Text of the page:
In late 2017 I joined a research team working on the psychology of goal-setting and goal-coaching during the perinatal period. I’m not a goal setting expert by any means, but together with technologists, maternal health experts, clinicians, and psychologists, the team reviewed the evidence around goal achievement, primarily from neurobiology as well as evaluation of clinical interventions such as motivational interviewing.
Why? We were trying to build and test a digital framework to help first time low-income mothers set, pursue, and achieve goals.
But guess what? Most of the things we learned apply to all moms trying to set and achieve goals.
So, I wanted to share the seven ways in which you can ensure that you are setting your goals in ways that actually help you achieve them:
Having a place to write down and track your progress is critical. Somewhere you check often. On your phone, in a journal, in google docs, an online project management tool. When you set a goal decide (and document) how long you want to focus on that goal. Consider how long it will take you to achieve. Consider other commitments during this season of life. For example, your top priority goal could take you a full quarter, while another goal could take only a month.
2. No more than 3 goals at 1 time
“Yeah right,” you might think. But really. We went deep into the scientific literature on this and the way your brain organizes and prioritized decision-making is significantly impacted by the dare-I-say overcrowding up there. So, settle on three goals that you are actively pursuing at any given time. You might have a long list of backups, and that’s ok, because…
3. You can decide to pause goals and pick them back up, at any time.
If you realize that a particular goal is not going to happen because of personal or external circumstances, that is a-ok. You can pause it. You can choose to swap it. You can get rid of it all together or add it to the bottom of that long list for a different season.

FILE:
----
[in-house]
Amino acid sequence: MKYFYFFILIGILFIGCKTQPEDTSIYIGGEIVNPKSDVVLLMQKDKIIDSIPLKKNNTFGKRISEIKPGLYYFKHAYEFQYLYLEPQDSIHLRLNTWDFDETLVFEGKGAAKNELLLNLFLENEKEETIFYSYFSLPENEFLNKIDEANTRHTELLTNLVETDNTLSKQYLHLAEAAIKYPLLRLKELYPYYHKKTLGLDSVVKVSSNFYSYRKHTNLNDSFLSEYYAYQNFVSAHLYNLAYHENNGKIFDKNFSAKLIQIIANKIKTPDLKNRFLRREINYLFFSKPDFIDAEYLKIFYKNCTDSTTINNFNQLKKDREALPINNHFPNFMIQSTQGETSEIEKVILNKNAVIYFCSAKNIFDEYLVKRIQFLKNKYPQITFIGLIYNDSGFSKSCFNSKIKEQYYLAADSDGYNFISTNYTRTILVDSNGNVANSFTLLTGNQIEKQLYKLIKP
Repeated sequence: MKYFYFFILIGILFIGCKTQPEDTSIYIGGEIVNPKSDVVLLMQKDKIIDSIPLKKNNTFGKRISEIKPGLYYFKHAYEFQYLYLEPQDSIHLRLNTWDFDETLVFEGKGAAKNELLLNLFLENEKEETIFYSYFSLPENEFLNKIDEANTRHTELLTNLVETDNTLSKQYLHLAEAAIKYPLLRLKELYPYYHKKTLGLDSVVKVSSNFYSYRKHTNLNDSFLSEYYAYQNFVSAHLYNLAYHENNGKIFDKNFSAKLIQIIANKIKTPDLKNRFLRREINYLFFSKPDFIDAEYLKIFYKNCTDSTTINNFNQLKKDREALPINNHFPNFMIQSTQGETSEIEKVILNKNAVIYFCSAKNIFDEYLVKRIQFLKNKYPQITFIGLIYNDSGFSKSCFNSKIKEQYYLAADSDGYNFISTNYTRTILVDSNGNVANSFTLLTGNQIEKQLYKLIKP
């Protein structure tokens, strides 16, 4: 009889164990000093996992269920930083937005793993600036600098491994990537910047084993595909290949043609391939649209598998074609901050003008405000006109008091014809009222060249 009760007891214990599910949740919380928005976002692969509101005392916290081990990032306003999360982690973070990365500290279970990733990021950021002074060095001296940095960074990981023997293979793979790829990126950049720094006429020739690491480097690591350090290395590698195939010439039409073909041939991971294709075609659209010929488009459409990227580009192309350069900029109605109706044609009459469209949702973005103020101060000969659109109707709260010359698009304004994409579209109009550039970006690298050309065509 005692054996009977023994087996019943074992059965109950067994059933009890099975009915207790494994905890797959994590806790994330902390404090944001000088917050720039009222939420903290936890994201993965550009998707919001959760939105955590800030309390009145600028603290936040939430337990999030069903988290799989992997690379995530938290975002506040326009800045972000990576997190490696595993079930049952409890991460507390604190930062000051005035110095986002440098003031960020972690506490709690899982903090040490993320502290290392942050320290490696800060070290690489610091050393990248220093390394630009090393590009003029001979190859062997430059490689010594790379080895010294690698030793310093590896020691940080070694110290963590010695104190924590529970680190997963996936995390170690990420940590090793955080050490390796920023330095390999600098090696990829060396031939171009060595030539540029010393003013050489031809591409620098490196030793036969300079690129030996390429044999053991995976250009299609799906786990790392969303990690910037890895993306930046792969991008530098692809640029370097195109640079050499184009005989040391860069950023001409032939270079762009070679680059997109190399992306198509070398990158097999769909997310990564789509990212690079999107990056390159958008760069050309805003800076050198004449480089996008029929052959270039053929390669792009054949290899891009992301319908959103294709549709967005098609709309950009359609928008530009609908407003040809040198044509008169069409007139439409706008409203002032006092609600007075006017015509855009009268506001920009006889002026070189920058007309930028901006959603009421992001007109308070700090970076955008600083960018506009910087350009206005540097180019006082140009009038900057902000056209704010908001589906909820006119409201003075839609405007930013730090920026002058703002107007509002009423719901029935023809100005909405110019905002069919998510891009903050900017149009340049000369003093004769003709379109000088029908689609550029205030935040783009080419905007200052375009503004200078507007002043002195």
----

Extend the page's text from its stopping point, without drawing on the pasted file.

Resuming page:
4.Identify the driving force, and the potential barriers to achieving the goals
Why is this goal important? What will it help you do or feel in the grand scheme of things? Let’s set goals not the sake of goal setting, but for living the kind of life you want. For each goal, brainstorm and write down (or better yet, discuss out loud!) the potential barriers to achieving that goal. Play out the scenario of what happens with roadblocks and challenges. Get a feel for how you will react and pivot.
5. Assess your readiness to starting that goal
This is a reality check practice. If the goal is really something that you have to do XYZ for before you are ready to pursue it, do not make it one of your 3 active goals. Put it in the parking lot. Your active goals should be things that you are well positioned and ready to begin pursuing.
6. Name the supportive others who can help you along the way
Particularly in the 18 months after giving birth, no goal should be pursued in isolation. Write down the people who you can call on to help you access the time, resources, or guidance you need to achieve the goal. And then – actually ask them for help!
7. Break down goals into milestones and tasks with due dates and deadlines
Pretty self-explanatory, but of course, one of the most tedious parts of the process. Break the goals down into smaller and smaller chunks that you can work on in shorter time blocks and schedule the time to do those tasks accordingly.
So, let’s get to goal setting!